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Ask Jeeves to Buy Web Portals, Search Sites

March 05, 2004|From Associated Press

Online search engine Ask Jeeves Inc. said Thursday that it was buying a family of popular websites that included and

The purchase would double the company's market share as it vies to wrest users away from industry leaders Google Inc. and Yahoo Inc.

The value of the cash-and-stock deal climbed to $420 million after Ask Jeeves' shares soared by 40% on the news.

Emeryville, Calif.-based Ask Jeeves is paying $150 million in cash and 9.3 million shares of its stock for privately held Interactive Search Holdings Inc., based in Irvington, N.Y., with about 200 employees and more than $100 million in revenue last year.

Ask Jeeves' shares surged $8.30 to $29.01 on Nasdaq. That reflected investor enthusiasm for a deal that would pull together Web portals and search-engine sites with a combined online audience larger than that of Inc.

"It was a very smart move," said industry analyst Derek Brown of Pacific Growth Equities. "This allows Ask Jeeves to gain significantly more market share than it could have organically."

The acquisition is Ask Jeeves' latest attempt to expand its audience. This week, the company disclosed that its search engine would stop accepting money to crawl through the material on websites -- a service known as "paid inclusion" that has been embraced by Yahoo and rejected by Google.

Ask Jeeves believes that its search engine will deliver more relevant results without paid inclusion, attracting more visitors.

The Interactive Search acquisition, expected to be completed before July, should broaden Ask Jeeves' appeal.

Interactive Search was launched in 1999, and its best-known properties are sweepstakes site IWon, which gives away $10,000 a day to attract traffic, and Excite, which was bought for $10 million in 2001 when the site was auctioned in Bankruptcy Court. The company's other sites include My Way, which waged an anti-Yahoo marketing campaign in late 2002.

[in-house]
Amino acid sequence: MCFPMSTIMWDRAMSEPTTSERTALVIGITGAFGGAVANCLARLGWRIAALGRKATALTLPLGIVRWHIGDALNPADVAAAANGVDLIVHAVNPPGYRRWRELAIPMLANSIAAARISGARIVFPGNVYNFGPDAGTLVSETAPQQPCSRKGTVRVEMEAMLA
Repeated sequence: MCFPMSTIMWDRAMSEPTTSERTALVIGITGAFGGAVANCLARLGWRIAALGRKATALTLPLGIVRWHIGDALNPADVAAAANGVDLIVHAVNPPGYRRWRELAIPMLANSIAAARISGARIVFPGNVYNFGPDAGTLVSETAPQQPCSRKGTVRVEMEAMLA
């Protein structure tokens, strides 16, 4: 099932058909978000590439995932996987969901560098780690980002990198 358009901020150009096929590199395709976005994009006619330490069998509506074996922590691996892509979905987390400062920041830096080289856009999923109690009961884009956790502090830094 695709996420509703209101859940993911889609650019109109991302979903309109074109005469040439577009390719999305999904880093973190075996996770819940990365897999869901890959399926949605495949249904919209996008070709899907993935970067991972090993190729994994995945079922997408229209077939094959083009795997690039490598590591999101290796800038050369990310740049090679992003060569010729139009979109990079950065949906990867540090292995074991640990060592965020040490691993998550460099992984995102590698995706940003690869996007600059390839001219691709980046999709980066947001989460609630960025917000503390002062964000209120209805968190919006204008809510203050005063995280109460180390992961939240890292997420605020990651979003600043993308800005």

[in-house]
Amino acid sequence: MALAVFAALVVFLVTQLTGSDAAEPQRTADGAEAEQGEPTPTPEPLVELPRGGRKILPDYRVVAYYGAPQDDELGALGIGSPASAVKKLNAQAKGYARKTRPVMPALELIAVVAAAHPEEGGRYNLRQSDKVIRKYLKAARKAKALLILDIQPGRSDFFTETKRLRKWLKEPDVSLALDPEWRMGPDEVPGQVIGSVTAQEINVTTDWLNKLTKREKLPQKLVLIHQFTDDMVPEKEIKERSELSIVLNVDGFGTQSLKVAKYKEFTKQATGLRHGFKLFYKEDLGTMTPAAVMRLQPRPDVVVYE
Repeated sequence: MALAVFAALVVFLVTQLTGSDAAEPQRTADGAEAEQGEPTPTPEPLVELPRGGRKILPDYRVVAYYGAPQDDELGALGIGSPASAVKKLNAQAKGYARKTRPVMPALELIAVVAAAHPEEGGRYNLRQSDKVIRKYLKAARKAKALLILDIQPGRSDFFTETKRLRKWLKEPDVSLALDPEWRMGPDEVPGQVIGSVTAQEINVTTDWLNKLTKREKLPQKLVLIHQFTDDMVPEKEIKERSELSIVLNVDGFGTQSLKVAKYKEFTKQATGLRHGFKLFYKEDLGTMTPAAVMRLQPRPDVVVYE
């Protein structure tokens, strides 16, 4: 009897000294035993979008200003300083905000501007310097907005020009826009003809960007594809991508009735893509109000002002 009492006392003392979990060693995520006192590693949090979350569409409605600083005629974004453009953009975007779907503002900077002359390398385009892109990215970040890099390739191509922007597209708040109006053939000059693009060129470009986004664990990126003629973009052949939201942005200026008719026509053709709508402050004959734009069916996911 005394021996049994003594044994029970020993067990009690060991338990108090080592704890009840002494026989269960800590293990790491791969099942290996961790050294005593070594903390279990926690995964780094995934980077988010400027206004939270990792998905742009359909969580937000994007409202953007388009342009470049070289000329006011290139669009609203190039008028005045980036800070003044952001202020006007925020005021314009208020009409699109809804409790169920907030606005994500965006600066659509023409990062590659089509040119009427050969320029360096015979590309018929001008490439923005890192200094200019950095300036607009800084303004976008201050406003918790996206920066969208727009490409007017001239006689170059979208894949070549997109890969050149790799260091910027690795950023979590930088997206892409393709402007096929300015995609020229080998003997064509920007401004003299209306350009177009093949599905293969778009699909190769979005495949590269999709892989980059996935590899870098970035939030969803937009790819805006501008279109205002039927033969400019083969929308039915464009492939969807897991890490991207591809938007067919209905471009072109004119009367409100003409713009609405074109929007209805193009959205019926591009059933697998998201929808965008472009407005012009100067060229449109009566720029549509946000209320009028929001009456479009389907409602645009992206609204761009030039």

Interactive Search, perhaps better known as Excite Network, ran the 12th-busiest group of websites in January, according to ComScore Media Metrix, a research firm. Ask Jeeves ranked as the 26th-most popular destination. The combined audience would make Ask Jeeves the eighth-most popular overall, ranking just ahead of, according to ComScore's latest traffic figures.

Just as important to Ask Jeeves, the Interactive Search properties processed 700 million search requests during the fourth quarter, slightly more than the 680 million search queries handled by Ask Jeeves.

Based on those figures, Ask Jeeves' share of the search market should climb to about 7%, Chief Executive Steve Berkowitz said. That still would leave it well behind Google and Yahoo, which have market shares of 35% and 27%, respectively.

The volume of search requests is important because search engines generate much of their revenue from text-based ads that are tied to the words entered in the query box. Businesses pay when their ad links are clicked on, so search engine profits generally rise along with their traffic.

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